Tigrero: A Film That Was Never Made (1996)

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Perfect for cinephiles. Everything is a metaphor for a movie, a story, or filmmaking. There’s a thin construction apparent, the beginning and the ending are acted out by Jarmusch and Fuller, but just to frame the movie, which is a documentary about the Karuja tribe in Brazil. Forty years ago, Samuel Fuller traveled there to shoot research footage for a planned project at Fox which was set to star John Wayne as a fearless jaguar hunter attuned to the dangers of the jungle. The project never materialized, but Fuller held on to the footage and in this documentary he returns to the village to show it to the inhabitants and to discuss with Jarmusch his various ideas for the movie that was never made.

Jarmusch, had already directed Paradise, Mystery Train, Down By Law, and so was already an established director with a particular auteur style. Fuller on the other hand, is double his age, and a completely different beast. Someone who had to work under the studio system but still remained an outsider, creating stories with strong idealist characters, with complex moral issues, struggling in a deterministic violent world. Violence is the keyword, but not the superficial, glossy, Tarantino type. Violence as a reality with moral implications, emotionally charged.

On the other hand, Jarmusch is cool and contemplative. His stories are also character based, and this includes the personality of the actor playing the character. Tom Waits, John Lurie, Ricardo Benigni, Beatrice Dalle, Screamin Jay Hawkins, are just a few of his bit players. The stories then become entwined with the personalities, life is fixed in an imaginary world of overlapping references, inside jokes within inside jokes. If you don’t get it then it’s not meant for you, but if you do then it’s kind of like an intimate concert. The complete opposite of elitist, superficial, and convoluted. It is a bit like music, and friendships.

So what would these two filmmakers, from very different eras, have anything to do with each other, specially in the middle of a Brazilian jungle. Well, it turns out that this place in the jungle and what happened to it in between Fuller’s coming and his return, also serves a metaphor for the relationship between these two image creators.

Forty years before, when Fuller first set foot on land along the Amazon River and met the Karuja tribe, they had yet to encounter their government’s effort to civilize them. They still lived with the same habits as their ancestors and this is what Fuller remembered and was hoping to again encounter. However, at the making of this here film, the tribe had undergone a deep change. They now wore t-shirts and baseball caps, had electricity, and watched television. They still performed their rituals, and lived at their own pace, but something had changed. Fuller shows them the footage from forty years ago, and some of them recognize their now deceased family members, and get very emotional when interviewed about it on camera. They appear to be at a standstill, suspended between eras, unsure of the future, but regardless still living their lives, despite the Western accoutrements, still hunting for food, still dancing for fertility, still marking their bodies, still honoring the sun and the moon.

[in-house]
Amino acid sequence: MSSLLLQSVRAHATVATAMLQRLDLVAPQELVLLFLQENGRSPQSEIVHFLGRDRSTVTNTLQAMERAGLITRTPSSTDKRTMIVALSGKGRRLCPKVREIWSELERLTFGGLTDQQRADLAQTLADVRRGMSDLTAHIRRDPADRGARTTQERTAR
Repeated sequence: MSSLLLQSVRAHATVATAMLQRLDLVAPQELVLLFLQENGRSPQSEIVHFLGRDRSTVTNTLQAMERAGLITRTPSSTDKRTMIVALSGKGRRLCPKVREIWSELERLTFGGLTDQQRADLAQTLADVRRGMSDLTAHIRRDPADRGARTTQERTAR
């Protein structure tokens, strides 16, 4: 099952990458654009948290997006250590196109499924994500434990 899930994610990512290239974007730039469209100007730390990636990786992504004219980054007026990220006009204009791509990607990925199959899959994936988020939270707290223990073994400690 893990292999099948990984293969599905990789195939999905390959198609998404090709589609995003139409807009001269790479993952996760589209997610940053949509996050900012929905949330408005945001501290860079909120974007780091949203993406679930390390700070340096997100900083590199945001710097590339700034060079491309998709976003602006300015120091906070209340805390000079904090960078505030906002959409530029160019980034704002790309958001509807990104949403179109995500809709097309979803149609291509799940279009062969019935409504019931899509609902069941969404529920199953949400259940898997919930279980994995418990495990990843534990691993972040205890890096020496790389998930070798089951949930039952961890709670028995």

Jarmusch and Fuller are not unlike the Jaruka people. In the jungle of world cinema they are the primitive ones, speaking from a primal place, instinctive, holding on to their humanity, staying away from mechanical gratification. Fuller is visibly disappointed at the intrusion of modernity into the tribe’s lifestyle. Jarmusch is wide-eyed, wondering, filming empty space with his digital camera. In between, we learn about initiation rituals, dances for fertility, the original script to Tigrero, and a few filmmaker secrets handed down by the master himself.

This movie is as meaningful as it gets, if you are into filmmaking as art, personal visions, and the human spirit. The main character in Fuller’s unfinished film (John Wayne) loves himself a little bit more than he loves his wife. Fuller’s own words. He is supposed to be vain, patriarchal, machistic, and stupid (not unlike the real-life John Wayne). This was supposed to be Fuller’s most subversive project. No wonder the producers pulled the plug on it!

Suddenly, Fuller confronts us with the question: “Are we prepared to die for something other than ourselves?

Depends. what you believe in?

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Categories: Notes

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